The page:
HARRISBURG -- State Department of Labor officials said the “sheer volume” of more than 1 million first-time jobless has led to delays of up to three weeks for some people to get the personal identification numbers that allow them to submit their weekly claims for unemployment benefits.
Secretary of Labor and Industry Jerry Oleksiak said that the state has received 1.3 million jobless claims since Gov. Tom Wolf shut down non-essential businesses in March.
Susan Dickinson, director of unemployment policy for the Department of Labor and Industry said then when people have had questions about their claims, it’s been taking the department 15 days to respond to emails, even though that’s the method the agency has been advising people to use to get questions answered.
Oleksiak said he understands that people awaiting help are getting angered by the delays.
“We want to get benefits to them as quickly as we can,” he said. “We are frustrated too.”
By Monday morning, Labor and Industry staff had determined that they had gotten through the back-log of new filings, Dickinson said. As a result, people filing new claims should now expect to get their PINs in about a week, she said.
Because of the backlog, state officials insist that once the individuals get their PINs to file their claims, the Department of Labor and Industry will provide back payments to cover any weeks that the person is owed, Dickinson said.
In many cases, people submitting claims for unemployment can do so online and they will be approved without needing to do anything more, she said. However, if there are complicating factors then unemployment claims staff will need to get involved and that will dramatically slow down the process.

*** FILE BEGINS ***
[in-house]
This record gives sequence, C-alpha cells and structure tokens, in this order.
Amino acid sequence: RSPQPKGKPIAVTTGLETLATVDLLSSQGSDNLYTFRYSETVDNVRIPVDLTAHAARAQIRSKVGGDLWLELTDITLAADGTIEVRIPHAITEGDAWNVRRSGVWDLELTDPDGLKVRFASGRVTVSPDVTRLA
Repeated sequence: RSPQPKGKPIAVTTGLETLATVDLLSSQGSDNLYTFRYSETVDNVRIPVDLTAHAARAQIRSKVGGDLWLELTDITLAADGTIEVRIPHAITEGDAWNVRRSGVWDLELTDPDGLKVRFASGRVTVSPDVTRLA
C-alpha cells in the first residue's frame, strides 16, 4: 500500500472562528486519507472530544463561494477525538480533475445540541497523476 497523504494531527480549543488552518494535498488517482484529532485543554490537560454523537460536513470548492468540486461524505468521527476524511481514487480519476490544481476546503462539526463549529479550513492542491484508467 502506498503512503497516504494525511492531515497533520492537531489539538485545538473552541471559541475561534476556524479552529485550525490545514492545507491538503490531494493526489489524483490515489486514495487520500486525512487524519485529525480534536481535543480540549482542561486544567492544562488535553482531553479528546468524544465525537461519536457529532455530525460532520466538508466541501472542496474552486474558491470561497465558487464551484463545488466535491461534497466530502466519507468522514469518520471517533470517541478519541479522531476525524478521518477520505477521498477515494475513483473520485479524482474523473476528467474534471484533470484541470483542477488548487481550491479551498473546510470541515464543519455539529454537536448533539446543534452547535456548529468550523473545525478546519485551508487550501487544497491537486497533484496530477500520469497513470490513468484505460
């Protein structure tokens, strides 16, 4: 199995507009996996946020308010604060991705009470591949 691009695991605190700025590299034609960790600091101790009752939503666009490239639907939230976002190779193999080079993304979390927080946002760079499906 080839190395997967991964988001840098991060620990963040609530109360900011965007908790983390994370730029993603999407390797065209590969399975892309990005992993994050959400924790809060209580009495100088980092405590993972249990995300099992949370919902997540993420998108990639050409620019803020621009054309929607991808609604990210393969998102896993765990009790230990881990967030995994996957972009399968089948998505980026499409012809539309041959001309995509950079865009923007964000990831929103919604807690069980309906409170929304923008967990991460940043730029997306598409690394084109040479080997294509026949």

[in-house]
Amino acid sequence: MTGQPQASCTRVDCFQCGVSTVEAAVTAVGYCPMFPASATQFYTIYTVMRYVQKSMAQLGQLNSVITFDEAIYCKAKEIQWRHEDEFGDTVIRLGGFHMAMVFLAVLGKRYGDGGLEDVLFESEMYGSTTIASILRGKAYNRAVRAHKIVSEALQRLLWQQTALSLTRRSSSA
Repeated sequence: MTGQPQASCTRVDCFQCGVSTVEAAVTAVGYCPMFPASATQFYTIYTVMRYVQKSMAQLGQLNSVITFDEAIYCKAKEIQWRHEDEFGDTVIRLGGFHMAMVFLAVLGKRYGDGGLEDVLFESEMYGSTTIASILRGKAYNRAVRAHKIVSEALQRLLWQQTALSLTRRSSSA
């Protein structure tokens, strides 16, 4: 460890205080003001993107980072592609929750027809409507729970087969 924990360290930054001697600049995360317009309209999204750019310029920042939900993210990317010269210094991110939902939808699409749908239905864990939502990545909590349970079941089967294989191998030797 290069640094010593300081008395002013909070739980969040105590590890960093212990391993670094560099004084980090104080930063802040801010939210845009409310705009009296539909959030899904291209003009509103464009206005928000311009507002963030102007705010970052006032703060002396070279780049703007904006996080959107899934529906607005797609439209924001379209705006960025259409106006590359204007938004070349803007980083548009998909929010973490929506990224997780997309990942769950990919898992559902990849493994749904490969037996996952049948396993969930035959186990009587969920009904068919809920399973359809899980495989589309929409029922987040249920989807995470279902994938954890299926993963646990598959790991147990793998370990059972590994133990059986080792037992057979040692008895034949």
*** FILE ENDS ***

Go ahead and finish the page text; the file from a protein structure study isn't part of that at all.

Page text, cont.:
Oleksiak said that the agency has brought back 70 retirees, hired 100 new staff members, who started Monday, and has begun using an artificial intelligence computer program to try to respond more quickly.
The department said Monday that since March 17, it's paid out $598 million in benefits through a total of 1.58 million benefit payments.
That amounts to an average benefit payment of $377. The state unemployment benefit is generally about 50 percent of what the individual had been getting paid at work, up to the maximum benefit of $572 a week, according to the Department of Labor and Industry.
Starting this week, people who qualified for unemployment for the week ending April 4 will begin getting $600 a week extra in unemployment provided by the federal stimulus, Dickinson said.
The extra money provided by the stimulus will arrive separately from the normal state benefit payment but people do not need to file a separate claim to get the stimulus unemployment funding. The $600 a week payments will be added to state unemployment benefits through the end of July, Dickinson said.